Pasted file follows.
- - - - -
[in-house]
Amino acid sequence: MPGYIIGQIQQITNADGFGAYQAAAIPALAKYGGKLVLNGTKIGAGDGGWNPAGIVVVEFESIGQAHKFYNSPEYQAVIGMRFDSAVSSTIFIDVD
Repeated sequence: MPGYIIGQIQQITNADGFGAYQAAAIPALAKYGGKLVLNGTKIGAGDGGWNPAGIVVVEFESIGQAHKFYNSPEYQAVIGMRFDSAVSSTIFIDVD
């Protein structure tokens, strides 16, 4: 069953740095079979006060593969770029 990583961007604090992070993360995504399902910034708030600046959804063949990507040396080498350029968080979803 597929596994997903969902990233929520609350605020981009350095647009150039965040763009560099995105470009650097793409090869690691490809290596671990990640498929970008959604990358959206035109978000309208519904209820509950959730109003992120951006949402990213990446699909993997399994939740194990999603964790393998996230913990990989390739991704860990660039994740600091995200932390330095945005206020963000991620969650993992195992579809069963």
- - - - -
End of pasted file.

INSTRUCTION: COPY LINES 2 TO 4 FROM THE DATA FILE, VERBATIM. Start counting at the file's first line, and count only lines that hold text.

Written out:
Amino acid sequence: MPGYIIGQIQQITNADGFGAYQAAAIPALAKYGGKLVLNGTKIGAGDGGWNPAGIVVVEFESIGQAHKFYNSPEYQAVIGMRFDSAVSSTIFIDVD
Repeated sequence: MPGYIIGQIQQITNADGFGAYQAAAIPALAKYGGKLVLNGTKIGAGDGGWNPAGIVVVEFESIGQAHKFYNSPEYQAVIGMRFDSAVSSTIFIDVD
């Protein structure tokens, strides 16, 4: 069953740095079979006060593969770029 990583961007604090992070993360995504399902910034708030600046959804063949990507040396080498350029968080979803 597929596994997903969902990233929520609350605020981009350095647009150039965040763009560099995105470009650097793409090869690691490809290596671990990640498929970008959604990358959206035109978000309208519904209820509950959730109003992120951006949402990213990446699909993997399994939740194990999603964790393998996230913990990989390739991704860990660039994740600091995200932390330095945005206020963000991620969650993992195992579809069963």